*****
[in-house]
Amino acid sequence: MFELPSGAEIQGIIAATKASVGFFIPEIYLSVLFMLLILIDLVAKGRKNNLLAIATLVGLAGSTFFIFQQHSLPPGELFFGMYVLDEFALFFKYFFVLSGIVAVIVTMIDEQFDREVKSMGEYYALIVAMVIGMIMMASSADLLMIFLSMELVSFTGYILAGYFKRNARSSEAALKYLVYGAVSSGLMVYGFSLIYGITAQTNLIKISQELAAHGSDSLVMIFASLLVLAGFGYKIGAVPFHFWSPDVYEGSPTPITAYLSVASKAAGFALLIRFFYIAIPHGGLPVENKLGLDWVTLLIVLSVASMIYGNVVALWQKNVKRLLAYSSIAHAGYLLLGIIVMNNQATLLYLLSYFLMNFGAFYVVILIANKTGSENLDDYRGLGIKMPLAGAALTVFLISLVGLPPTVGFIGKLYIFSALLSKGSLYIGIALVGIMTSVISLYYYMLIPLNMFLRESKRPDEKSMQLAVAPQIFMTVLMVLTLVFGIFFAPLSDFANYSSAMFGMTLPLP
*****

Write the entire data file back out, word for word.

[in-house]
Amino acid sequence: MFELPSGAEIQGIIAATKASVGFFIPEIYLSVLFMLLILIDLVAKGRKNNLLAIATLVGLAGSTFFIFQQHSLPPGELFFGMYVLDEFALFFKYFFVLSGIVAVIVTMIDEQFDREVKSMGEYYALIVAMVIGMIMMASSADLLMIFLSMELVSFTGYILAGYFKRNARSSEAALKYLVYGAVSSGLMVYGFSLIYGITAQTNLIKISQELAAHGSDSLVMIFASLLVLAGFGYKIGAVPFHFWSPDVYEGSPTPITAYLSVASKAAGFALLIRFFYIAIPHGGLPVENKLGLDWVTLLIVLSVASMIYGNVVALWQKNVKRLLAYSSIAHAGYLLLGIIVMNNQATLLYLLSYFLMNFGAFYVVILIANKTGSENLDDYRGLGIKMPLAGAALTVFLISLVGLPPTVGFIGKLYIFSALLSKGSLYIGIALVGIMTSVISLYYYMLIPLNMFLRESKRPDEKSMQLAVAPQIFMTVLMVLTLVFGIFFAPLSDFANYSSAMFGMTLPLP